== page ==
Since whatmatters are expectations about the normal values of certain variables, in particular the level of demand, it follows that the short period need not be a ´short´ time interval or only a temporary state before the long period forces work out their effects. It is rather a position which is maintained as long as the set of decisions, depending upon the expected values of selected variables, does not change (Dardi, 1996).

When the demand for an industry's output alters, according to Kahn, there are changes where responsiveness is immediate and changes where responsiveness is slow, but there is no continuous range of variation between 'responsiveness´ and ´irresponsiveness´. Changes that occur rapidly (output and employment) "do not very much depend on what has occurred in the past or what is expected to occur in the future" (Kahn, 1989, p. 12). They are reversible changes as opposed to changes 'which by definition have not time to occur in the short period [and which] depend on what has occurred in the past and what is expected to occur in the future' (Kahn, 1989, p. 12).

In conclusion, according to Kahn, we have causes which have different effects according to whether they are perceived by economic agents as permanent or persistent on the basis of what is believed to be the normal value of a given variable. However, if what matters is the divergence between the expected and the ´normal´ values of selected variables, the crucial question becomes whether one still needs a theory to explain how these normal values are determined or whether we can take them as being characterized simply by their repetitiveness.

The archival findings have helped to trace the building blocks of what a few years later Robertson, was to refer to, in a letter to Keynes, as "your and Kahn's s[hort] p(eriod] method" (Keynes, 1979, p. 17).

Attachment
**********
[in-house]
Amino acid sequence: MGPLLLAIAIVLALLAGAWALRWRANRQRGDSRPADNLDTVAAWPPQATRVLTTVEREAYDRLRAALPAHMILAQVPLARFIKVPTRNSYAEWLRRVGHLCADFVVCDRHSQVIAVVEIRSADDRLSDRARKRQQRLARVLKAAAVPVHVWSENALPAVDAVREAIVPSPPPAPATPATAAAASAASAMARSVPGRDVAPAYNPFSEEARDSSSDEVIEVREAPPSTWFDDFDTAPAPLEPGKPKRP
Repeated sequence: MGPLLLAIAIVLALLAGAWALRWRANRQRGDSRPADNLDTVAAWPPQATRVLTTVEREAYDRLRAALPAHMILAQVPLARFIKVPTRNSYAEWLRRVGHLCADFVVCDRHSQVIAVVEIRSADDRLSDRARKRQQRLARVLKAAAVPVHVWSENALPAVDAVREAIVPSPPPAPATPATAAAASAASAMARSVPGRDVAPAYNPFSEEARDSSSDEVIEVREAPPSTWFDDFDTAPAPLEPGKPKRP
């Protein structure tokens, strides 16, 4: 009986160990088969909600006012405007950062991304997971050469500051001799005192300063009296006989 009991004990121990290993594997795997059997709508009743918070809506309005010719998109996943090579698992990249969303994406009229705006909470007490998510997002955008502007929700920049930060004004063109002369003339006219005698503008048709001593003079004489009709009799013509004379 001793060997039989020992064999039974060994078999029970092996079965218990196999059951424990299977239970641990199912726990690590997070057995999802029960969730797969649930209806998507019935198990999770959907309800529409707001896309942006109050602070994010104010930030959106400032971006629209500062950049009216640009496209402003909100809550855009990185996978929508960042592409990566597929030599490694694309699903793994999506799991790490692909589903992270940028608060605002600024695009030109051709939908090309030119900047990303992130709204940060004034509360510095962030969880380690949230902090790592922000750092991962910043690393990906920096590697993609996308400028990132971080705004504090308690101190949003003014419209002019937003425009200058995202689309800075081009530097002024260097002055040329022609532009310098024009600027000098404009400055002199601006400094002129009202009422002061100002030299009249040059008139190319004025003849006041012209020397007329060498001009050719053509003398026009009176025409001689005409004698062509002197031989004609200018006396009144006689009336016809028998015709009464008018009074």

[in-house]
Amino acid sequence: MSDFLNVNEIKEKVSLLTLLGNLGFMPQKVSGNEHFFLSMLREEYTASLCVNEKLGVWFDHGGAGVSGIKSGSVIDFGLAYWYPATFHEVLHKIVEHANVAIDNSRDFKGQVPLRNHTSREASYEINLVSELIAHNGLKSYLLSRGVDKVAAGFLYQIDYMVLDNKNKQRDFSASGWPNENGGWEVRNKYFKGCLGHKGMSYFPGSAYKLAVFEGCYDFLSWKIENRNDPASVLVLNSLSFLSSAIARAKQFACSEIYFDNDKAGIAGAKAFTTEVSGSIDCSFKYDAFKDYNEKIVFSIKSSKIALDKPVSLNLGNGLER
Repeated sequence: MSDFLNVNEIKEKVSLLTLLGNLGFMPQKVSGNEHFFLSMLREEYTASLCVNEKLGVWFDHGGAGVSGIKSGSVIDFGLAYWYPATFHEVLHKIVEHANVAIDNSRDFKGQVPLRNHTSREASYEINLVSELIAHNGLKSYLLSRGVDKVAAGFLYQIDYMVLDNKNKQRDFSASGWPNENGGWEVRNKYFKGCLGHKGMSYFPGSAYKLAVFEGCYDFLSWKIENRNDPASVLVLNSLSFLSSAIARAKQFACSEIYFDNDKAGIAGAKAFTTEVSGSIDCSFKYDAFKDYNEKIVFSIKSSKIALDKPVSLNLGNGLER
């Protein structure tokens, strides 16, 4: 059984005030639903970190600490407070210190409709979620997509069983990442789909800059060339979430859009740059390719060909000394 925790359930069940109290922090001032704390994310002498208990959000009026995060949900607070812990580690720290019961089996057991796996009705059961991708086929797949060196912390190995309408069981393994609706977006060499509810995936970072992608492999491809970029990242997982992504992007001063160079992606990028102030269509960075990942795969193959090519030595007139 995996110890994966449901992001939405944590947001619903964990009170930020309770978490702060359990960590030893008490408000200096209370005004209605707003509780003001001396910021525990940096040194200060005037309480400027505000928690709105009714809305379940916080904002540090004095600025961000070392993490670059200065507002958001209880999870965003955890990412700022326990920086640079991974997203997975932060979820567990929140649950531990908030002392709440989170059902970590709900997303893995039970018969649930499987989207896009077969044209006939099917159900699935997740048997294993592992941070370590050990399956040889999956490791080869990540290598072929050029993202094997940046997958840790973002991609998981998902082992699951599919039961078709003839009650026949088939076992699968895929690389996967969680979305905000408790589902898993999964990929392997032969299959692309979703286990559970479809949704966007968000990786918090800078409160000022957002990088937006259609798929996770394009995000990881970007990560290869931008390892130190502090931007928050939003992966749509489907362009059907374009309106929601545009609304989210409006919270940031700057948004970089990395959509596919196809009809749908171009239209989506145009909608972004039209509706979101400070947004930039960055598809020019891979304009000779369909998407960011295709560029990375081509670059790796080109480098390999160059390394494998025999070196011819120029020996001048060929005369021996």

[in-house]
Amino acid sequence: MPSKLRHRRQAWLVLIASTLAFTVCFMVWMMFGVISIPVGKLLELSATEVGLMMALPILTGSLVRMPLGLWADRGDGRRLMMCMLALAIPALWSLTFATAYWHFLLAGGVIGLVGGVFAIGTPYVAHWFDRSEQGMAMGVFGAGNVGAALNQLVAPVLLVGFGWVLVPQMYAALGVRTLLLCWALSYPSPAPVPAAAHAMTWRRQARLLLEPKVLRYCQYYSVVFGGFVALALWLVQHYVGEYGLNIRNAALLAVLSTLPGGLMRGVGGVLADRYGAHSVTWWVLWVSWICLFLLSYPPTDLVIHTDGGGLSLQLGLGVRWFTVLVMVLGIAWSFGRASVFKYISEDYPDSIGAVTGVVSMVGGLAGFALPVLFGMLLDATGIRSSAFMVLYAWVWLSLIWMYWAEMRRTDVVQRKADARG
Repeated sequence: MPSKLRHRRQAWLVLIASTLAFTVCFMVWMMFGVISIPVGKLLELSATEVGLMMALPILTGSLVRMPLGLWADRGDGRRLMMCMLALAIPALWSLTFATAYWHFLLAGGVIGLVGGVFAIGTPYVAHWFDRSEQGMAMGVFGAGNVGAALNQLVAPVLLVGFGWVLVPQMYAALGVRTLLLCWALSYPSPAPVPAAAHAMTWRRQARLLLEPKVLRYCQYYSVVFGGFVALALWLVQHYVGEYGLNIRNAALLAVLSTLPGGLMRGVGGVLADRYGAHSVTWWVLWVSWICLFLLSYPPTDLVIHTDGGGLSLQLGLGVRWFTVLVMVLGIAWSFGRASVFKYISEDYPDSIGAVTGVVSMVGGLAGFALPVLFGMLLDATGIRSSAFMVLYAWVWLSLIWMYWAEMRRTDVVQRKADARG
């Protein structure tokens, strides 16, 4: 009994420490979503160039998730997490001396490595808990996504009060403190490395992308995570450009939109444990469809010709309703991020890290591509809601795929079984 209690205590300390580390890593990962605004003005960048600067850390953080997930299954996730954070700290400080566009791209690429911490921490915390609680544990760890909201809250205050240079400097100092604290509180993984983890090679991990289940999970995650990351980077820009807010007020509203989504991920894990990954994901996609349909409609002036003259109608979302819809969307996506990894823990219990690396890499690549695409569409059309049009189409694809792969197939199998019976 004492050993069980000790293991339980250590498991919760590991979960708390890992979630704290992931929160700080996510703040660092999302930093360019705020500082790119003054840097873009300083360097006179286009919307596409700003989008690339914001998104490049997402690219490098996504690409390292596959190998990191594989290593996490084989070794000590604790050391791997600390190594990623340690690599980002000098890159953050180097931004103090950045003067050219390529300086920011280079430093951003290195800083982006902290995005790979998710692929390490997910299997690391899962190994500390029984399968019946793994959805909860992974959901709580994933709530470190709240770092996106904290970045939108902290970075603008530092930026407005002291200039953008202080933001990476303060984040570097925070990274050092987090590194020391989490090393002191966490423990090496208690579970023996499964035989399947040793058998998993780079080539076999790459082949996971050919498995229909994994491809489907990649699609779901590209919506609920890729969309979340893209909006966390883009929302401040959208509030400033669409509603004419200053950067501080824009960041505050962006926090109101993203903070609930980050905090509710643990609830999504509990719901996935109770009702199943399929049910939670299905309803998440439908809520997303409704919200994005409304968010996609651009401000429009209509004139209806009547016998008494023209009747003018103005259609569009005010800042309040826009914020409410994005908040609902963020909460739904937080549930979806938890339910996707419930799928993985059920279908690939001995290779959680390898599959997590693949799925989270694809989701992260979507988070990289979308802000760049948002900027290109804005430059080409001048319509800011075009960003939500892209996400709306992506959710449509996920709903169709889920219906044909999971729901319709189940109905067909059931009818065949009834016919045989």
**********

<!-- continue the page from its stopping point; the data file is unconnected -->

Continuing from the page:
My third example, using published and unpublished correspondence10, is about J. Robinson´s imperfect competition approach in her 1933 book.

We do not have archival findings on Robinson's attendance of the lectures on Advanced Theory of Value which Sraffa gave in Cambridge between 1928 and 1931, but indirect evidence only, viz.: i) a letter to Kahn where she mentioned it ("I owe in fact far more to Piero's lectures and private conversations than I owe to any of Gerald [Shove] outside his published works"; JVR to RFK, 7 April 1933, RFK papers 13/90/1); ii) a reference in one of her published work ("When I returned to Cambridge in 1929 and began teaching, Mr. Sraffa´s lectures were penetrating our insularity", (Robinson 1951: vii)); iii) EAG Robinson's account ("Joan had got to know [Kahn] as a fellow participant in Piero´s Sraffa´s very unorthodox lecture course)" (Robinson, EAG, 1994, p. 7).

In Sraffa´s lectures the outline of the research project -albeit only the destruens part- that would occupy him for the following 30 years was clearly laid down; his main point being that there were two distinct theories of distribution -classical and marginalist; the latter alone was the foundation of demand and supply analysis. Although both his 1925 and 1926 articles are often referred to, the scope of Sraffa´s lectures is much wider, reflecting the extensive work in which Sraffa had been engaged, probably since the Summer of 1927, which would become the core of Production of Commodities.

It is clear that Sraffa's lectures had no impact on Robinson, nor or any other pupils, for that matter, thus fulfilling Keynes's prophecy, contained in a letter to Lydia: "On Saturday I had a long talk with Sraffa about his work. It is very interesting and original - but I wonder if his class will understand it when he lectures" (JMK to LLK, 28 Nov. 1927; JMK papers: PP/45/190/3/268-9).